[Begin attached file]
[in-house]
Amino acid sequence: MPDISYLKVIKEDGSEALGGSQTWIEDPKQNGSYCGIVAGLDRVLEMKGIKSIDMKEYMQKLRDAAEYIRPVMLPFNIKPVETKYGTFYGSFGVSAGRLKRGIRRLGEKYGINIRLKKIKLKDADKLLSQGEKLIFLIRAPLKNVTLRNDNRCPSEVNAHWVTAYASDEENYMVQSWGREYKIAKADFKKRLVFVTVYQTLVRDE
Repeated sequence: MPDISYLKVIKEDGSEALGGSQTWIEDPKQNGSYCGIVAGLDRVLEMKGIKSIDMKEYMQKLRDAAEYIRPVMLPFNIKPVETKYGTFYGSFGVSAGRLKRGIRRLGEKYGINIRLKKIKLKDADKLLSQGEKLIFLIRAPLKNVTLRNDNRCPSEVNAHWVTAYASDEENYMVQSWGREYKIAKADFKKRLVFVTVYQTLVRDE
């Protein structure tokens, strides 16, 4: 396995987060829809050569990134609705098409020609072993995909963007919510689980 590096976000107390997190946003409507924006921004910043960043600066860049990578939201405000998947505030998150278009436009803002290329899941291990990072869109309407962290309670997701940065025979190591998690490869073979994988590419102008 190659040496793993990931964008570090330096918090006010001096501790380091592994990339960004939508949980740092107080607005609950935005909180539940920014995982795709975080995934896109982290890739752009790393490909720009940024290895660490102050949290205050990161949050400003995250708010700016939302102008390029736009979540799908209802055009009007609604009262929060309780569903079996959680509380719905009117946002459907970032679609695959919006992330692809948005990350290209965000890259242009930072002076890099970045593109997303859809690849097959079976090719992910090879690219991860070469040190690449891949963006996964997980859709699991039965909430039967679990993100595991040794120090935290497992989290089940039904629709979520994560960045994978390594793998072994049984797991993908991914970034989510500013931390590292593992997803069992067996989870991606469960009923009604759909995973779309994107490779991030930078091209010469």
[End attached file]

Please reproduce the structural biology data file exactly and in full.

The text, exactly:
[in-house]
Amino acid sequence: MPDISYLKVIKEDGSEALGGSQTWIEDPKQNGSYCGIVAGLDRVLEMKGIKSIDMKEYMQKLRDAAEYIRPVMLPFNIKPVETKYGTFYGSFGVSAGRLKRGIRRLGEKYGINIRLKKIKLKDADKLLSQGEKLIFLIRAPLKNVTLRNDNRCPSEVNAHWVTAYASDEENYMVQSWGREYKIAKADFKKRLVFVTVYQTLVRDE
Repeated sequence: MPDISYLKVIKEDGSEALGGSQTWIEDPKQNGSYCGIVAGLDRVLEMKGIKSIDMKEYMQKLRDAAEYIRPVMLPFNIKPVETKYGTFYGSFGVSAGRLKRGIRRLGEKYGINIRLKKIKLKDADKLLSQGEKLIFLIRAPLKNVTLRNDNRCPSEVNAHWVTAYASDEENYMVQSWGREYKIAKADFKKRLVFVTVYQTLVRDE
């Protein structure tokens, strides 16, 4: 396995987060829809050569990134609705098409020609072993995909963007919510689980 590096976000107390997190946003409507924006921004910043960043600066860049990578939201405000998947505030998150278009436009803002290329899941291990990072869109309407962290309670997701940065025979190591998690490869073979994988590419102008 190659040496793993990931964008570090330096918090006010001096501790380091592994990339960004939508949980740092107080607005609950935005909180539940920014995982795709975080995934896109982290890739752009790393490909720009940024290895660490102050949290205050990161949050400003995250708010700016939302102008390029736009979540799908209802055009009007609604009262929060309780569903079996959680509380719905009117946002459907970032679609695959919006992330692809948005990350290209965000890259242009930072002076890099970045593109997303859809690849097959079976090719992910090879690219991860070469040190690449891949963006996964997980859709699991039965909430039967679990993100595991040794120090935290497992989290089940039904629709979520994560960045994978390594793998072994049984797991993908991914970034989510500013931390590292593992997803069992067996989870991606469960009923009604759909995973779309994107490779991030930078091209010469």